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Novel Insights into Tritrophic Interaction Diversity and Chemical Ecology Using 16 Years of Volunteer-Supported Research
The American Entomologist
  • Lee A. Dyer
  • D. L. Wagner
  • Harold F. Greeney
  • Angela M. Smilanich
  • Tara J. Massad
  • Moria L. Robinson
  • Mark S. Fox
  • Rebecca F. Hazen
  • Andrea E. Glassmire
  • Nicholas A. Pardikes
  • Kirsha B. Frederickson
  • Clark V. Pearson
  • Grant Gentry
  • John O. Stireman, III, Wright State University - Main Campus
Document Type
Article
Publication Date
4-1-2012
Abstract
Sixteen years ago, a schoolteacher from New Jersey collected a caterpillar in a Costa Rican rainforest. When a parasitoid emerged several days later, it became the first data point of a long-term volunteer–mediated study on tritrophic interactions across the Americas. The teacher was an Earthwatch Institute scientist and the project an ongoing ecological investigation of caterpillars, host plants, and the wasps and flies (parasitoids) that kill them (Fig. 1). Over the course of 16 years, 1,200 volunteers have contributed to the project, including adult and youth citizen scientists from Earthwatch, teachers, and a number of other volunteers who have offered their time for months or years.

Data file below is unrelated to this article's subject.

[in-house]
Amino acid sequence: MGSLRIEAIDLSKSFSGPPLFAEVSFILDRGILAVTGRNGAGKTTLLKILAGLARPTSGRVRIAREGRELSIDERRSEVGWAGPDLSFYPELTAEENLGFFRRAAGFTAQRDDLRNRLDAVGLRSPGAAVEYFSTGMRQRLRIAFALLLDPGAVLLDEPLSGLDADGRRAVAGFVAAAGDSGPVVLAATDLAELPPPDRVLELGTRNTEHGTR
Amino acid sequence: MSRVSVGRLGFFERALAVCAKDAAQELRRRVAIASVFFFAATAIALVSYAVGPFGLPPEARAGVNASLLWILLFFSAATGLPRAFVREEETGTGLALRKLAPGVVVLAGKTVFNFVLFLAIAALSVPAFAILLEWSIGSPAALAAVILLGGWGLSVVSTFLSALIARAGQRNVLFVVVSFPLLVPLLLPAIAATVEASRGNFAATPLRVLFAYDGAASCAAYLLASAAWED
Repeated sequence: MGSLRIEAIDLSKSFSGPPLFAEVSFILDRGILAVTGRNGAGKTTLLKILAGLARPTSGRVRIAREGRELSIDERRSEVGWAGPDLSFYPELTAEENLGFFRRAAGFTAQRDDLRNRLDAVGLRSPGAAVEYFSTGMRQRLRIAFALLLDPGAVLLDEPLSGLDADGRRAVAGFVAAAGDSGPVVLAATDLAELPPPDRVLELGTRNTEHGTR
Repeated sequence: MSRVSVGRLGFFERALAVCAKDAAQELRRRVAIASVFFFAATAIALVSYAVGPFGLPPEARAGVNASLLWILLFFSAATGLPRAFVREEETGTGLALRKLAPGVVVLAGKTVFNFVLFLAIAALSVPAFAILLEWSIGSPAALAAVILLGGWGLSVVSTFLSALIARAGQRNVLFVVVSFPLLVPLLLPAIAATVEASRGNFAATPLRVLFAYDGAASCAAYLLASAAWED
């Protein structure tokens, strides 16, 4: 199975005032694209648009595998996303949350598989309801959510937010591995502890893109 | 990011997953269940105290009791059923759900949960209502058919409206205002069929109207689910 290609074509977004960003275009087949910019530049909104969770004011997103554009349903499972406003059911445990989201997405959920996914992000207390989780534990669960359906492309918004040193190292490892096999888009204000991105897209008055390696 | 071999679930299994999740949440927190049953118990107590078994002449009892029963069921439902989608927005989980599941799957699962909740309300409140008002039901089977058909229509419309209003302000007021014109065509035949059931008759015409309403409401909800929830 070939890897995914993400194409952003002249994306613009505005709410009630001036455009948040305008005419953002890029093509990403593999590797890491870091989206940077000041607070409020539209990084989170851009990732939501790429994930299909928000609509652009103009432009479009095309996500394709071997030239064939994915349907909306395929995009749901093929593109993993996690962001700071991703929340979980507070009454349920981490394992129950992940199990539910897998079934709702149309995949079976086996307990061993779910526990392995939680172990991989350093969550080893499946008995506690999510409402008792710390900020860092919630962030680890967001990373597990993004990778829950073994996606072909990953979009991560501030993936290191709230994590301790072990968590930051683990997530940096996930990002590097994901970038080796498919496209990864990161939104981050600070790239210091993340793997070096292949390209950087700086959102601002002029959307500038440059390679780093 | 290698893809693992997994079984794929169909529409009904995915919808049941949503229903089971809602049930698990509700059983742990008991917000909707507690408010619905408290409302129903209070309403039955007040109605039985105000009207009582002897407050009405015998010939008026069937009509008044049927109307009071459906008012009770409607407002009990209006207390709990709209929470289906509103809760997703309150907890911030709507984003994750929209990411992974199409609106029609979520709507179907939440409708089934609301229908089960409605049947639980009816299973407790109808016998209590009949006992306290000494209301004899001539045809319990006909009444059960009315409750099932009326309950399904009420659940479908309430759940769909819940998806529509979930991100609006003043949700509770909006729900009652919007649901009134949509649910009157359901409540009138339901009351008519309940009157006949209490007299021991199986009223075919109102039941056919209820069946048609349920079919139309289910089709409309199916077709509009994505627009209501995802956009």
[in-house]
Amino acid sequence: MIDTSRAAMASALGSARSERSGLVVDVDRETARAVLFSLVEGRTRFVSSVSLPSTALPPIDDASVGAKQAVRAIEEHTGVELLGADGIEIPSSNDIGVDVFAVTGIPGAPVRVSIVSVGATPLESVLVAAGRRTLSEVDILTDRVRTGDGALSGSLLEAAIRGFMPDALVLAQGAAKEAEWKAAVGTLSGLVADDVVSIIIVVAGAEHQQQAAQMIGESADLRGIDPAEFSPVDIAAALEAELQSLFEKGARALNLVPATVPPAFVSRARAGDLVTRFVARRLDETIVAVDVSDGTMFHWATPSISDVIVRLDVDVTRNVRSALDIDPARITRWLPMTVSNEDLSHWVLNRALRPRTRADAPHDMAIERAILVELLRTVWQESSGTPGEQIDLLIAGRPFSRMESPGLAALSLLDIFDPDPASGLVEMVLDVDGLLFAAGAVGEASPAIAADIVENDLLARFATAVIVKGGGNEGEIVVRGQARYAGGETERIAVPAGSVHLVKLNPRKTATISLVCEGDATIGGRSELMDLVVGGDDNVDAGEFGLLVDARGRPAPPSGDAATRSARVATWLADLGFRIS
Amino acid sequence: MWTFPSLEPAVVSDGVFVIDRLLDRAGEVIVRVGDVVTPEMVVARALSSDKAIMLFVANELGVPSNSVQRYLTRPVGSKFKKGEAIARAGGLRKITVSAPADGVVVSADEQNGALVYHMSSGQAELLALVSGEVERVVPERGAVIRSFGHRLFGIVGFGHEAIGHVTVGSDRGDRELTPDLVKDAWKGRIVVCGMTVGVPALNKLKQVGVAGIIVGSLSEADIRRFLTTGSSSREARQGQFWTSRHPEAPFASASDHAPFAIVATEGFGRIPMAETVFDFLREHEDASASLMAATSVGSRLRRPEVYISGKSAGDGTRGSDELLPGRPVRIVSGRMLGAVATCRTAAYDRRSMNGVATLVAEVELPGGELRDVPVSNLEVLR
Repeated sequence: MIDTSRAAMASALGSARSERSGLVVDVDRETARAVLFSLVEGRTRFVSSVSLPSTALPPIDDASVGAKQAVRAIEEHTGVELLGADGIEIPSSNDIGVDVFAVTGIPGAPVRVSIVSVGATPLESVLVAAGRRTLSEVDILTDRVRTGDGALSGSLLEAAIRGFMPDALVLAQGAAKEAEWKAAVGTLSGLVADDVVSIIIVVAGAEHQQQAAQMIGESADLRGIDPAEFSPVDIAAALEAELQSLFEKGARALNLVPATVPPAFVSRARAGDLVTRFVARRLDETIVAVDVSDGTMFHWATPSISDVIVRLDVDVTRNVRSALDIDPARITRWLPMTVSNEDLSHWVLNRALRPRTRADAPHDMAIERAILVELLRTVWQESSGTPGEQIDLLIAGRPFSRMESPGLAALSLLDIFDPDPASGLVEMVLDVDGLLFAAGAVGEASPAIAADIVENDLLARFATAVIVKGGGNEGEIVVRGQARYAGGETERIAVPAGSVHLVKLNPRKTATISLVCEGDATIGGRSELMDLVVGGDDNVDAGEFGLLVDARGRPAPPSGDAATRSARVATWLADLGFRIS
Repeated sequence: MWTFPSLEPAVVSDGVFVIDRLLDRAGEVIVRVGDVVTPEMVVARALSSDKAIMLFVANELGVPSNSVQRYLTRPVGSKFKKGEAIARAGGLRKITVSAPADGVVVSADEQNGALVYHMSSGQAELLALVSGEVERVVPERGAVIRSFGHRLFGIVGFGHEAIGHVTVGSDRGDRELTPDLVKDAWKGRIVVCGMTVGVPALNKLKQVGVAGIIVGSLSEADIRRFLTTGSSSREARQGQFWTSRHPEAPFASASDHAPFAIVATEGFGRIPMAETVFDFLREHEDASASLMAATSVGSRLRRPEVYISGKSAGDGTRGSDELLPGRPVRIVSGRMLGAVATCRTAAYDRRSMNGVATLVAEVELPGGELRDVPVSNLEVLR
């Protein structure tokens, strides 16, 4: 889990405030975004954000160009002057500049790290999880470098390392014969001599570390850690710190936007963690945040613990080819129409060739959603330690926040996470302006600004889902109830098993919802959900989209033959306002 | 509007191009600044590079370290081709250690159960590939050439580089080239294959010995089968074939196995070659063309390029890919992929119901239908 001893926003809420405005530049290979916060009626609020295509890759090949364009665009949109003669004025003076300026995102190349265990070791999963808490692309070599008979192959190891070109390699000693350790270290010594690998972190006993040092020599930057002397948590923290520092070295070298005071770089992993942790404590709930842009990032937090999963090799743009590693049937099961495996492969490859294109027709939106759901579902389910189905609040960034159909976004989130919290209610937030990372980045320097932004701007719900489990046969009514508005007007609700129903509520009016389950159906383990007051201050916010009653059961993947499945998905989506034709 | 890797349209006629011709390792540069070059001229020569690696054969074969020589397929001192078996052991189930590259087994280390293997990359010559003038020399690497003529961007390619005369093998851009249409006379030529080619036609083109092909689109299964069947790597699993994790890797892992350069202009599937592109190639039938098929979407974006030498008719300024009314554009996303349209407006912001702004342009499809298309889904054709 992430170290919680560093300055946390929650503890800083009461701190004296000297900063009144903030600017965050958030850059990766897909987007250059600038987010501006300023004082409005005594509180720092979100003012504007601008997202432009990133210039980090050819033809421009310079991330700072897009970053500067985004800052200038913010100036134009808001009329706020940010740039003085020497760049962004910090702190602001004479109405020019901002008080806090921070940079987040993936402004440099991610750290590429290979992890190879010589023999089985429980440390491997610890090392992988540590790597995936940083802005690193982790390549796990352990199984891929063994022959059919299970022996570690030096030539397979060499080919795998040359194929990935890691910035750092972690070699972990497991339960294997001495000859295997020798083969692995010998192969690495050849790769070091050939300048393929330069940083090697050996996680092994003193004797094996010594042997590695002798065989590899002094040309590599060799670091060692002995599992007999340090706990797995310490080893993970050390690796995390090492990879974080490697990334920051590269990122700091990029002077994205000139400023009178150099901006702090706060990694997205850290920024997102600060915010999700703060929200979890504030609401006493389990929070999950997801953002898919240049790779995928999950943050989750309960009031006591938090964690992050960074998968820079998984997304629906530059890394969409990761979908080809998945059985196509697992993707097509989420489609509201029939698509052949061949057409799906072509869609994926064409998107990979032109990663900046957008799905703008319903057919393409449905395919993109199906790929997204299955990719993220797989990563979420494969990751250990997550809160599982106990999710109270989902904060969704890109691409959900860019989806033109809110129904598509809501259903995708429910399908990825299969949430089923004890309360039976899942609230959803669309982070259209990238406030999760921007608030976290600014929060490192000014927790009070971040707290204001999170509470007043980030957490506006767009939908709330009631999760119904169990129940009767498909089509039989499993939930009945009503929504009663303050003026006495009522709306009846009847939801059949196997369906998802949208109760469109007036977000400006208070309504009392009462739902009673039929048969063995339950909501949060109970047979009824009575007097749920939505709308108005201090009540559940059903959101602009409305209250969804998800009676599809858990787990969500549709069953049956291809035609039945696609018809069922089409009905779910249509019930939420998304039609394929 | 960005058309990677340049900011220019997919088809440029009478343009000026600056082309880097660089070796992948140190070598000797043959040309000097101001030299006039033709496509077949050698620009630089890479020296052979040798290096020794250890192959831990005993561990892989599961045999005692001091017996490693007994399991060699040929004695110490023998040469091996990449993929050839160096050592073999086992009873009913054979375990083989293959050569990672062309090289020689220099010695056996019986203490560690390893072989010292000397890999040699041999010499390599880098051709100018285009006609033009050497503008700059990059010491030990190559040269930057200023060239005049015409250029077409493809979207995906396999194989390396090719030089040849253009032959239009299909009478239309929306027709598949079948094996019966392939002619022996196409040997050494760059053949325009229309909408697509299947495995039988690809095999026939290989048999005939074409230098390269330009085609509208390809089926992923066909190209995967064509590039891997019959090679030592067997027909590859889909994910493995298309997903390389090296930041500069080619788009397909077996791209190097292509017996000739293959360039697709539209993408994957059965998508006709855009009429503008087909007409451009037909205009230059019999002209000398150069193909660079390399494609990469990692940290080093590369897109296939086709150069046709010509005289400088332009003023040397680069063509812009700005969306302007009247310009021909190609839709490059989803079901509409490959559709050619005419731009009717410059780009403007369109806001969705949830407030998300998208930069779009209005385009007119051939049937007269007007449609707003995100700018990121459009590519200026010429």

Citation Information
Lee A. Dyer, D. L. Wagner, Harold F. Greeney, Angela M. Smilanich, et al.. "Novel Insights into Tritrophic Interaction Diversity and Chemical Ecology Using 16 Years of Volunteer-Supported Research" The American Entomologist Vol. 58 Iss. 1 (2012) p. 15 - 19 ISSN: 1046-2821
Available at: http://works.bepress.com/john_stireman/56/